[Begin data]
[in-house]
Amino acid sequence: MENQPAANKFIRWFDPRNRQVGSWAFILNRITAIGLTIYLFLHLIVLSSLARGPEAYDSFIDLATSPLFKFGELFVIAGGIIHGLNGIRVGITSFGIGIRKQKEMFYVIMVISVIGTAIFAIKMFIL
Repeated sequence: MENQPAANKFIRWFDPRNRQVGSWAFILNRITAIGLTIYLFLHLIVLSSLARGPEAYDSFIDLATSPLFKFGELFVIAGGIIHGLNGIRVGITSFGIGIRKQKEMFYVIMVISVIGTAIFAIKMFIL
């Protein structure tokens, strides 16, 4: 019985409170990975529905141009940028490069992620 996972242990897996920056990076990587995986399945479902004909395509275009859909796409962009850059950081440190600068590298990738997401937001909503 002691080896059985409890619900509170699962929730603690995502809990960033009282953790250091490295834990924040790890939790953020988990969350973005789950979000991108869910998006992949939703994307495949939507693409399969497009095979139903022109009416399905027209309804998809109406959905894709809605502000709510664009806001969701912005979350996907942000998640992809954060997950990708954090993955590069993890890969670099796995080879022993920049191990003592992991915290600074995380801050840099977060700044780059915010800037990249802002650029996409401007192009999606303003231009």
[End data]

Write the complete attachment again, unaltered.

[in-house]
Amino acid sequence: MENQPAANKFIRWFDPRNRQVGSWAFILNRITAIGLTIYLFLHLIVLSSLARGPEAYDSFIDLATSPLFKFGELFVIAGGIIHGLNGIRVGITSFGIGIRKQKEMFYVIMVISVIGTAIFAIKMFIL
Repeated sequence: MENQPAANKFIRWFDPRNRQVGSWAFILNRITAIGLTIYLFLHLIVLSSLARGPEAYDSFIDLATSPLFKFGELFVIAGGIIHGLNGIRVGITSFGIGIRKQKEMFYVIMVISVIGTAIFAIKMFIL
């Protein structure tokens, strides 16, 4: 019985409170990975529905141009940028490069992620 996972242990897996920056990076990587995986399945479902004909395509275009859909796409962009850059950081440190600068590298990738997401937001909503 002691080896059985409890619900509170699962929730603690995502809990960033009282953790250091490295834990924040790890939790953020988990969350973005789950979000991108869910998006992949939703994307495949939507693409399969497009095979139903022109009416399905027209309804998809109406959905894709809605502000709510664009806001969701912005979350996907942000998640992809954060997950990708954090993955590069993890890969670099796995080879022993920049191990003592992991915290600074995380801050840099977060700044780059915010800037990249802002650029996409401007192009999606303003231009």